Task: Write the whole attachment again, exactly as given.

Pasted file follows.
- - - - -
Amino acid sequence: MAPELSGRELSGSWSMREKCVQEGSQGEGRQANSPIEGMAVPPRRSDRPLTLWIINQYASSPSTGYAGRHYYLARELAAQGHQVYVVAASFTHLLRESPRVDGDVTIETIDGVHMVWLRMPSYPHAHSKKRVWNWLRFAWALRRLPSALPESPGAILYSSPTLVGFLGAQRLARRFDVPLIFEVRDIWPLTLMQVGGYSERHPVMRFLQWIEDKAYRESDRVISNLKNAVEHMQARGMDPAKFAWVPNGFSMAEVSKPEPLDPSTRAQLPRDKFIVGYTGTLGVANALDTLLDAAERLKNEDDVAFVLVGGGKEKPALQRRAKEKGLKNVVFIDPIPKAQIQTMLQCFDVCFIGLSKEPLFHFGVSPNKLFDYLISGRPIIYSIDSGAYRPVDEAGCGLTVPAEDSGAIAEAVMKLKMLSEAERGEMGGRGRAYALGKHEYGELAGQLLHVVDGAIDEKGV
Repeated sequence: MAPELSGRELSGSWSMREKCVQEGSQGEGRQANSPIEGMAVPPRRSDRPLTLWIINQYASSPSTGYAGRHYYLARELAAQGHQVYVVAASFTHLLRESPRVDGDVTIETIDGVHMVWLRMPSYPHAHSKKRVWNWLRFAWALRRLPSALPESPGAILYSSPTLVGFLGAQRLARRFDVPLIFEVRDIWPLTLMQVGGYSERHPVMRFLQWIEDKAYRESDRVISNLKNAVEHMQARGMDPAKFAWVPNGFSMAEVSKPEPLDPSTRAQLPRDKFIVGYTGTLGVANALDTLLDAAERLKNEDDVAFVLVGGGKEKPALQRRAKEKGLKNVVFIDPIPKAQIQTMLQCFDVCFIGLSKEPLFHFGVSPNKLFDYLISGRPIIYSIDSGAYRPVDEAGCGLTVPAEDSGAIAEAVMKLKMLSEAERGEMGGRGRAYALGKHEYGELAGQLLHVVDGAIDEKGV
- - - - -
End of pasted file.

Amino acid sequence: MAPELSGRELSGSWSMREKCVQEGSQGEGRQANSPIEGMAVPPRRSDRPLTLWIINQYASSPSTGYAGRHYYLARELAAQGHQVYVVAASFTHLLRESPRVDGDVTIETIDGVHMVWLRMPSYPHAHSKKRVWNWLRFAWALRRLPSALPESPGAILYSSPTLVGFLGAQRLARRFDVPLIFEVRDIWPLTLMQVGGYSERHPVMRFLQWIEDKAYRESDRVISNLKNAVEHMQARGMDPAKFAWVPNGFSMAEVSKPEPLDPSTRAQLPRDKFIVGYTGTLGVANALDTLLDAAERLKNEDDVAFVLVGGGKEKPALQRRAKEKGLKNVVFIDPIPKAQIQTMLQCFDVCFIGLSKEPLFHFGVSPNKLFDYLISGRPIIYSIDSGAYRPVDEAGCGLTVPAEDSGAIAEAVMKLKMLSEAERGEMGGRGRAYALGKHEYGELAGQLLHVVDGAIDEKGV
Repeated sequence: MAPELSGRELSGSWSMREKCVQEGSQGEGRQANSPIEGMAVPPRRSDRPLTLWIINQYASSPSTGYAGRHYYLARELAAQGHQVYVVAASFTHLLRESPRVDGDVTIETIDGVHMVWLRMPSYPHAHSKKRVWNWLRFAWALRRLPSALPESPGAILYSSPTLVGFLGAQRLARRFDVPLIFEVRDIWPLTLMQVGGYSERHPVMRFLQWIEDKAYRESDRVISNLKNAVEHMQARGMDPAKFAWVPNGFSMAEVSKPEPLDPSTRAQLPRDKFIVGYTGTLGVANALDTLLDAAERLKNEDDVAFVLVGGGKEKPALQRRAKEKGLKNVVFIDPIPKAQIQTMLQCFDVCFIGLSKEPLFHFGVSPNKLFDYLISGRPIIYSIDSGAYRPVDEAGCGLTVPAEDSGAIAEAVMKLKMLSEAERGEMGGRGRAYALGKHEYGELAGQLLHVVDGAIDEKGV